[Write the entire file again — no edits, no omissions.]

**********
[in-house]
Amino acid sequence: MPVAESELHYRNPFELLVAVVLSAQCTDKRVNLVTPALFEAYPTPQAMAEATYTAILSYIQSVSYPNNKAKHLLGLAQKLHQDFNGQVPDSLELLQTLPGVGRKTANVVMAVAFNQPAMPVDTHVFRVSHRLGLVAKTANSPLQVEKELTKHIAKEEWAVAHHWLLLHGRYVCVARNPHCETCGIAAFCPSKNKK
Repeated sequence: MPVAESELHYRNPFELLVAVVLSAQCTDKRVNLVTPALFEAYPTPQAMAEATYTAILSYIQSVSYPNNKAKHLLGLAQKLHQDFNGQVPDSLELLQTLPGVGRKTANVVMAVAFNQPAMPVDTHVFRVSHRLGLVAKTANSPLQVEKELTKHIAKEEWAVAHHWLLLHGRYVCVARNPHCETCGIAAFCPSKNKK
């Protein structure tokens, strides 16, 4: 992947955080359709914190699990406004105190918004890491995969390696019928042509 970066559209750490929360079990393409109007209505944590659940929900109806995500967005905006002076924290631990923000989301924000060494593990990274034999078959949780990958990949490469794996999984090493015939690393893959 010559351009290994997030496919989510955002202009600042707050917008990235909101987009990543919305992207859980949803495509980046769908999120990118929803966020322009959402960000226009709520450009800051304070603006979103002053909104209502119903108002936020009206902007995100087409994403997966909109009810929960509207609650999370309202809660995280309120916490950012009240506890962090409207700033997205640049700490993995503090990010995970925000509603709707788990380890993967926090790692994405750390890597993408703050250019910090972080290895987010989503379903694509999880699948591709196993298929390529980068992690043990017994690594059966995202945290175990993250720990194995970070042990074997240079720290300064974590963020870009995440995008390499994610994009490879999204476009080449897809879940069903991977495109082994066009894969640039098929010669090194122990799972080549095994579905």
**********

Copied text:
[in-house]
Amino acid sequence: MPVAESELHYRNPFELLVAVVLSAQCTDKRVNLVTPALFEAYPTPQAMAEATYTAILSYIQSVSYPNNKAKHLLGLAQKLHQDFNGQVPDSLELLQTLPGVGRKTANVVMAVAFNQPAMPVDTHVFRVSHRLGLVAKTANSPLQVEKELTKHIAKEEWAVAHHWLLLHGRYVCVARNPHCETCGIAAFCPSKNKK
Repeated sequence: MPVAESELHYRNPFELLVAVVLSAQCTDKRVNLVTPALFEAYPTPQAMAEATYTAILSYIQSVSYPNNKAKHLLGLAQKLHQDFNGQVPDSLELLQTLPGVGRKTANVVMAVAFNQPAMPVDTHVFRVSHRLGLVAKTANSPLQVEKELTKHIAKEEWAVAHHWLLLHGRYVCVARNPHCETCGIAAFCPSKNKK
């Protein structure tokens, strides 16, 4: 992947955080359709914190699990406004105190918004890491995969390696019928042509 970066559209750490929360079990393409109007209505944590659940929900109806995500967005905006002076924290631990923000989301924000060494593990990274034999078959949780990958990949490469794996999984090493015939690393893959 010559351009290994997030496919989510955002202009600042707050917008990235909101987009990543919305992207859980949803495509980046769908999120990118929803966020322009959402960000226009709520450009800051304070603006979103002053909104209502119903108002936020009206902007995100087409994403997966909109009810929960509207609650999370309202809660995280309120916490950012009240506890962090409207700033997205640049700490993995503090990010995970925000509603709707788990380890993967926090790692994405750390890597993408703050250019910090972080290895987010989503379903694509999880699948591709196993298929390529980068992690043990017994690594059966995202945290175990993250720990194995970070042990074997240079720290300064974590963020870009995440995008390499994610994009490879999204476009080449897809879940069903991977495109082994066009894969640039098929010669090194122990799972080549095994579905």